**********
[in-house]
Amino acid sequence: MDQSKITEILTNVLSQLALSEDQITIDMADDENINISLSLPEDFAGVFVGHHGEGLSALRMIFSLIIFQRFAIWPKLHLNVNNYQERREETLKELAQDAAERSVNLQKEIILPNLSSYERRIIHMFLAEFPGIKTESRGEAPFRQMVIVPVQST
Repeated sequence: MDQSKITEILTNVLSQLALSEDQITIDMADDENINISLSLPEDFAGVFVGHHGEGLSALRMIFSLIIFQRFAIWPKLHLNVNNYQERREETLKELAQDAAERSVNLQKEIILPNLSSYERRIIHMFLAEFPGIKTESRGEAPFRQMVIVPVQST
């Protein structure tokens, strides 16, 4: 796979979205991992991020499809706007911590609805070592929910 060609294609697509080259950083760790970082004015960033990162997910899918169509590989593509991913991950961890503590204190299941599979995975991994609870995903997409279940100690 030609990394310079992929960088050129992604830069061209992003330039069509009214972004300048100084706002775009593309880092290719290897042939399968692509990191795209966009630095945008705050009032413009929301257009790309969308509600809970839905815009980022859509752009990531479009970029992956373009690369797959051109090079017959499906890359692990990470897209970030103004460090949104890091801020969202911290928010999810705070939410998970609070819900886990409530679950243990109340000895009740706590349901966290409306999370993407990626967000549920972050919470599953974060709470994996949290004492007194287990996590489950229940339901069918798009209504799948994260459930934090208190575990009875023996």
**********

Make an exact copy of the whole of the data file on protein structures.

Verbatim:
[in-house]
Amino acid sequence: MDQSKITEILTNVLSQLALSEDQITIDMADDENINISLSLPEDFAGVFVGHHGEGLSALRMIFSLIIFQRFAIWPKLHLNVNNYQERREETLKELAQDAAERSVNLQKEIILPNLSSYERRIIHMFLAEFPGIKTESRGEAPFRQMVIVPVQST
Repeated sequence: MDQSKITEILTNVLSQLALSEDQITIDMADDENINISLSLPEDFAGVFVGHHGEGLSALRMIFSLIIFQRFAIWPKLHLNVNNYQERREETLKELAQDAAERSVNLQKEIILPNLSSYERRIIHMFLAEFPGIKTESRGEAPFRQMVIVPVQST
């Protein structure tokens, strides 16, 4: 796979979205991992991020499809706007911590609805070592929910 060609294609697509080259950083760790970082004015960033990162997910899918169509590989593509991913991950961890503590204190299941599979995975991994609870995903997409279940100690 030609990394310079992929960088050129992604830069061209992003330039069509009214972004300048100084706002775009593309880092290719290897042939399968692509990191795209966009630095945008705050009032413009929301257009790309969308509600809970839905815009980022859509752009990531479009970029992956373009690369797959051109090079017959499906890359692990990470897209970030103004460090949104890091801020969202911290928010999810705070939410998970609070819900886990409530679950243990109340000895009740706590349901966290409306999370993407990626967000549920972050919470599953974060709470994996949290004492007194287990996590489950229940339901069918798009209504799948994260459930934090208190575990009875023996």